After leaving Tully's house, Henry returns to his usual bar and to Wanda. Henry buys drinks for all of his "friends" at the bar. Eddie suspects Henry has no money and is itching for a fight, so he tells Henry that he owes him $40 for the drinks. To Eddie's surprise, Henry pays with some of the advance he received from Tully and sarcastically leaves a tip for Eddie, saying "Buy a drink on me." Tully heads out to see if she can change his mind, and finds him at the bar where a drunken, jealous Wanda proceeds to beat her up. When Henry does not intercede, Tully realizes that Henry does not care about her and does not want her help. So she leaves the bar and gives up on publishing his work, realizing that her pursuit of him was futile.

Eddie calls Henry out, and they go out behind the bar for another fight. As Henry and the other barflies follow Eddie out the door, the camera pans out to the front of the bar to the sound of punches and the crowd cheering the two men.



Charles Bukowski wanted Sean Penn to star as protagonist Henry Chinaski, but Penn insisted that Dennis Hopper direct the film.[3] Bukowski had written the screenplay for Barbet Schroeder, who had filmed him for French TV years before, but would not surrender the script to Hopper, whom he despised as a gold-chain-wearing Hollywood phony; Bukowski and Penn remained friends for the rest of Bukowski's life.[4]

There is a scene where the camera tilts up over Faye Dunaway's legs.[5] This glamour shot was done at her insistence and was not in the original screenplay.[6]

The apartment building where Wanda's apartment is located was an actual building where Charles Bukowski and his lover Jane Cooney Baker, the real-life counterparts to Henry and Wanda, had lived. No one knew this until Bukowski, who was watching the filming, remembered.[citation needed]

The opening and closing song for the film is the 1967 instrumental "Hip Hug-Her" by Booker T. & the M.G.'s, released in their 1967 album.

Bukowski's reaction to the film[edit]

Charles Bukowski had mixed reactions about the lead performance by Mickey Rourke. In an interview in the 2003 documentary film Born into This, Bukowski says that Rourke "didn't get it right... He had it all kind of exaggerated, untrue. He was a little bit showoff about it. So, no, it was kind of misdone.” Yet the original 1987 press kit for the film included a letter by Bukowski apropos the film, titled "A Letter from a Fan", in which the writer stated "Part of my luck was the actor who played Henry Chinaski. Mickey Rourke stayed with the dialogue to the word and the sound intended. What surprised me was that he added another dimension to the character, in spirit. Mickey appeared to really love his role, and yet without exaggeration he added his own flavor, his zest, his madness, his gamble to Henry Chinaski without destroying the intent or the meaning of the character. To add spirit to spirit can be dangerous but not in the hands of a damned good actor. Without distorting, he added, and I was very pleased with the love and understanding he lent to the role of the BARFLY".[7] Bukowski had confided to the film critic Roger Ebert, in an interview conducted on the set of the film, that he thought Rourke was "doing a good acting job. I didn't really expect him to be so good."[8]

Bukowski later novelized his experiences surrounding the film in the book Hollywood.


Barfly received positive reviews from critics, holding a 76% rating on Rotten Tomatoes, based on 25 reviews.

Awards and honors[edit]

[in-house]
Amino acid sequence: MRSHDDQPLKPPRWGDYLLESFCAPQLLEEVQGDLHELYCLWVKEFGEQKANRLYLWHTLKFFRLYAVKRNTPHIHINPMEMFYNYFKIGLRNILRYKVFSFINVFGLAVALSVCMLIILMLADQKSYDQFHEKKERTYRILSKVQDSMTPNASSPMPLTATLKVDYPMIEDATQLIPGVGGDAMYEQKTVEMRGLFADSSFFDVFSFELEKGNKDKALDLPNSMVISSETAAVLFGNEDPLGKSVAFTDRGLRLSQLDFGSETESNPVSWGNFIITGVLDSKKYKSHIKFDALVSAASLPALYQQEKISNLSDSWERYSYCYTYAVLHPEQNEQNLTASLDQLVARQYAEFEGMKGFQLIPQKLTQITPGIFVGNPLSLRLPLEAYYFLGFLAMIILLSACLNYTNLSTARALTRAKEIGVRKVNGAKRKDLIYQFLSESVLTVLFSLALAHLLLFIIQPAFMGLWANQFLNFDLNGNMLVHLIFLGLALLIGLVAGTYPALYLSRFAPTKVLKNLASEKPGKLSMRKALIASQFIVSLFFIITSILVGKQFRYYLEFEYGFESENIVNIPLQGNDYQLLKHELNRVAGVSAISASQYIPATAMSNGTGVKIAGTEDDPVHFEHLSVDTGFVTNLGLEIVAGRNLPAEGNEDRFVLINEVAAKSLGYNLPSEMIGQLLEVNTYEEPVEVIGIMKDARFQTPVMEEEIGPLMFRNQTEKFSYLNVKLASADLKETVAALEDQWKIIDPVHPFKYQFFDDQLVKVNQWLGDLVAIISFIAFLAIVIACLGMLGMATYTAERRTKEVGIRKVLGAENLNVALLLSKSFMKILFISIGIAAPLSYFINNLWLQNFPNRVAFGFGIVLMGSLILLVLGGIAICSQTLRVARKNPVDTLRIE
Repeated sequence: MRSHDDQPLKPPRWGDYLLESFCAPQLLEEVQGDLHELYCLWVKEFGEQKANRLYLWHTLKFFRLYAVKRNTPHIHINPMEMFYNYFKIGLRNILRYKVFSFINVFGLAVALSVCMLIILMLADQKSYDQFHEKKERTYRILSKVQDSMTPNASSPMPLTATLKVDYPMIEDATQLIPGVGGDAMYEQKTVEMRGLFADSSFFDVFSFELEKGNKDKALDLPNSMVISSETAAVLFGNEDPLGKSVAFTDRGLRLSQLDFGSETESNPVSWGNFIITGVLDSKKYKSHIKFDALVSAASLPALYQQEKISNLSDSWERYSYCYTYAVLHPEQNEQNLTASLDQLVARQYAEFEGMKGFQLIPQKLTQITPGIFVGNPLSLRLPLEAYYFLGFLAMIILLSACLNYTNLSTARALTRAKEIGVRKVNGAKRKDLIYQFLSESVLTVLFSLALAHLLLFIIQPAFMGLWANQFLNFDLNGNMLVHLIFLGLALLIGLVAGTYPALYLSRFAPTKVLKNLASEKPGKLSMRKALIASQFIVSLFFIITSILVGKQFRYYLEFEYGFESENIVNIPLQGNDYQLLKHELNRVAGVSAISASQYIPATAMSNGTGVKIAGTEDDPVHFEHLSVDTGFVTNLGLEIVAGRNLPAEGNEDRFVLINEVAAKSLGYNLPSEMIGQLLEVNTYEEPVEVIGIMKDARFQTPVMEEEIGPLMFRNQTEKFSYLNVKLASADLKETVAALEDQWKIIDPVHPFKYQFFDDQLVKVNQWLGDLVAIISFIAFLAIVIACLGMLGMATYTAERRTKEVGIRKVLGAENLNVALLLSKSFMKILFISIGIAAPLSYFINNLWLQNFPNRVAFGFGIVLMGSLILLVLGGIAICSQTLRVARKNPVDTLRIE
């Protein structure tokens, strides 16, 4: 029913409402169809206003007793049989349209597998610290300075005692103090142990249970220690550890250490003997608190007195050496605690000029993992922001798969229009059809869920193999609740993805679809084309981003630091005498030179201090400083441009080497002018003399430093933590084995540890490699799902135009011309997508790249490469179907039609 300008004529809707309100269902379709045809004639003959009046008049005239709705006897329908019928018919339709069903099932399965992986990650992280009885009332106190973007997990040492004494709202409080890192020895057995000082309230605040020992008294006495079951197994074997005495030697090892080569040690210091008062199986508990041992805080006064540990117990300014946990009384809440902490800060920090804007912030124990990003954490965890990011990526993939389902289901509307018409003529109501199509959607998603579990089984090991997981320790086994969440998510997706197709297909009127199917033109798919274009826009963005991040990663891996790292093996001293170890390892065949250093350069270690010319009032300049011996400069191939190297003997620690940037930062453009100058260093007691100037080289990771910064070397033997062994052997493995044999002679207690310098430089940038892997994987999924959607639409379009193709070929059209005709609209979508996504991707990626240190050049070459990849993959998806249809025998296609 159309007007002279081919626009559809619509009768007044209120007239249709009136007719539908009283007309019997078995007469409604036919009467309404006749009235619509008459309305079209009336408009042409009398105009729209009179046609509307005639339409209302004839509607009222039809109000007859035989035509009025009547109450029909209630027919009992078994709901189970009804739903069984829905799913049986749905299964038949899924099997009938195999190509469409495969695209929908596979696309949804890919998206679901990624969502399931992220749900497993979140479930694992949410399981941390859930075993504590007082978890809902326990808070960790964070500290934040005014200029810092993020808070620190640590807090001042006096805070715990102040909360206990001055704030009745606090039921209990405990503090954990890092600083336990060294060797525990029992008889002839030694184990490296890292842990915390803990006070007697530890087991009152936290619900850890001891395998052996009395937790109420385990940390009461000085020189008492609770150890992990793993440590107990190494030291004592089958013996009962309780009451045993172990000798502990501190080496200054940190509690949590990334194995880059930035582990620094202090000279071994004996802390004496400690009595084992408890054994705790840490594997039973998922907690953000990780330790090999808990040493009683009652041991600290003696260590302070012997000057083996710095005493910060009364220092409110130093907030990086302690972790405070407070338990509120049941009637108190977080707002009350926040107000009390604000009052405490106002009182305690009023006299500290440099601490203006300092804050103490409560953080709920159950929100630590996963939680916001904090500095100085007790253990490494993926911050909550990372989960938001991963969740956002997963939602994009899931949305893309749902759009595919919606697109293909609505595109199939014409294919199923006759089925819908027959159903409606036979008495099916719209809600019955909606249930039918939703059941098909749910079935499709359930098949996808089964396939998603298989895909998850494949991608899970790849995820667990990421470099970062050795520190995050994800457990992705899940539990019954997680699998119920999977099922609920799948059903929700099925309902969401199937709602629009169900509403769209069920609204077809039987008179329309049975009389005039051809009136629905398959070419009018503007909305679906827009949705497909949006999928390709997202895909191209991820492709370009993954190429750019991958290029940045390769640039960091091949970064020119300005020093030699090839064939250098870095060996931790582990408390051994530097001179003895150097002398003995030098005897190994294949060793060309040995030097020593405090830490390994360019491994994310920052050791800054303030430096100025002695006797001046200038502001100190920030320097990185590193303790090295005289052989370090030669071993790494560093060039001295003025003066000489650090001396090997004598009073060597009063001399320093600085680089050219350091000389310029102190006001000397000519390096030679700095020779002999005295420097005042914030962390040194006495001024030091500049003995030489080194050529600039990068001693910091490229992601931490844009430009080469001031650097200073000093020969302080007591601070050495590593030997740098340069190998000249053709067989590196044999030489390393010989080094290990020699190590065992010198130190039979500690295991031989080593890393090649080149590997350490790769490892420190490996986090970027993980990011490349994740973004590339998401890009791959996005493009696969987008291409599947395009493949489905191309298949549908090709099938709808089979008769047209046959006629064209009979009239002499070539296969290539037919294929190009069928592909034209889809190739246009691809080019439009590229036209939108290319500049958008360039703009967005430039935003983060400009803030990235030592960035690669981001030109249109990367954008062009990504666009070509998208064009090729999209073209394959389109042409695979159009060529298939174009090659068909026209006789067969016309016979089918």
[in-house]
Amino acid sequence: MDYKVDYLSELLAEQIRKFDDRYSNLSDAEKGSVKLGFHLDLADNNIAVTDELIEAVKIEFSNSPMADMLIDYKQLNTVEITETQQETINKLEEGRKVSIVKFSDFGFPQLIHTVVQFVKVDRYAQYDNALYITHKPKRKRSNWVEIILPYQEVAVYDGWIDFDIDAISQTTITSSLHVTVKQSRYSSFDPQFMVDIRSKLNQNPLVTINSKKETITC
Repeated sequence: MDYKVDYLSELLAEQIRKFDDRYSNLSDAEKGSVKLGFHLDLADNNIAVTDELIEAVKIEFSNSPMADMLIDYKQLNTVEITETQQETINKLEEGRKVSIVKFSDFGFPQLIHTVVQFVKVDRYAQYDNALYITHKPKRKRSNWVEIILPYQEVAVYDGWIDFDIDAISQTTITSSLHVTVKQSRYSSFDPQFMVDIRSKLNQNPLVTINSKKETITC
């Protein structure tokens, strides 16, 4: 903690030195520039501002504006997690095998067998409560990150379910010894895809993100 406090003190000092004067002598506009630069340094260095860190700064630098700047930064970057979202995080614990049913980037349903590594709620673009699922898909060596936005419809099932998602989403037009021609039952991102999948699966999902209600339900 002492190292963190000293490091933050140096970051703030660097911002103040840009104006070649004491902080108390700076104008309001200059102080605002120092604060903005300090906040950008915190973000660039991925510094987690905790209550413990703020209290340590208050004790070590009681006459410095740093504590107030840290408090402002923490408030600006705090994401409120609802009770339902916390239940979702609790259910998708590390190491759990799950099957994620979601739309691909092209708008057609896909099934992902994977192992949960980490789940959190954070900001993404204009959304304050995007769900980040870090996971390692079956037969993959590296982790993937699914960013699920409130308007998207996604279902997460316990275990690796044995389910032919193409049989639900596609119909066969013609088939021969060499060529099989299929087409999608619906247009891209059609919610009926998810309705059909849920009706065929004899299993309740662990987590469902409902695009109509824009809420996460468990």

The film is recognized by American Film Institute in the following list:

Popular culture connections[edit]

  • Barfly is referenced in the 2009 movie Precious.
  • Other films based on the life or writings of Bukowski include Bukowski: Born into This (2003 documentary), Tales of Ordinary Madness (1981), Crazy Love (1987), and Factotum (2005).
  • NOFX song, "Green Corn", released on Ribbed (1991), references Tully in the lyrics, "Tully, baby, you're trapped behind your golden bars; I'm the prince of poverty hangin' out in bars", and finishes with the lyrics, "maybe what we had was just green corn".
  • In 2011, it was reported that actor and director James Franco was working on a movie version of Ham on Rye.[10]
  • The film was mentioned in a Season 5 episode of the television series Entourage. One of the show's characters, Johnny Drama (who plays an actor in the show), claims that he did three days as an extra on Barfly.
  • A line of dialogue from the movie was used in a track titled "Only Angel" from Harry Styles' self-titled debut album.
  • In an episode of the television series Mission Hill, Andy French mistakenly rents Barfly while seeking movies with notable vomit scenes.


  1. ^ Bukowski, Charles. Barfly: The Continuing Saga of Henry Chinaski (1984) ISBN 0-920348-44-0 DELUXE
  2. ^ "Festival de Cannes: Barfly". Archived from the original on January 23, 2013. Retrieved July 19, 2009.
  3. ^ TTP|A Great Remembered (Bukowski) – March 9th, 2011 Archived 2017-04-14 at the Wayback Machine The Toilet Paper
  4. ^ Dutt, Saurav (January 15, 2014). Hollywood Outlaw: The Mickey Rourke Story. Lulu Press, Incorporated. ISBN 9781291654424 – via Google Books.
  5. ^ "Glamour, Interrupted: Ten Gorgeous Actresses Who Shed Their Beauty for the Sake of 'Art'". Fandango. March 12, 2006.
  6. ^ Bukowski, Charles. Hollywood (1989) ISBN 0-87685-765-9
  7. ^ "Barfly, I love you". Letters of Note. September 24, 2010. Retrieved July 17, 2014.
  8. ^ Ebert, Roger. Two Weeks in the Midday Sun: A Cannes Notebook, 3rd ed. (Chicago: The University of Chicago Press, 2016), p. 169. ISBN 9-780226-314433
  9. ^ "AFI's 100 Years...100 Passions Nominees" (PDF). Retrieved August 18, 2016.
  10. ^ "James Franco's (Aron Ralston) metamorphosis into the title role of the TNT biopic "James Dean"" (PDF). Archived from the original (PDF) on September 30, 2012. Retrieved July 17, 2014.

External links[edit]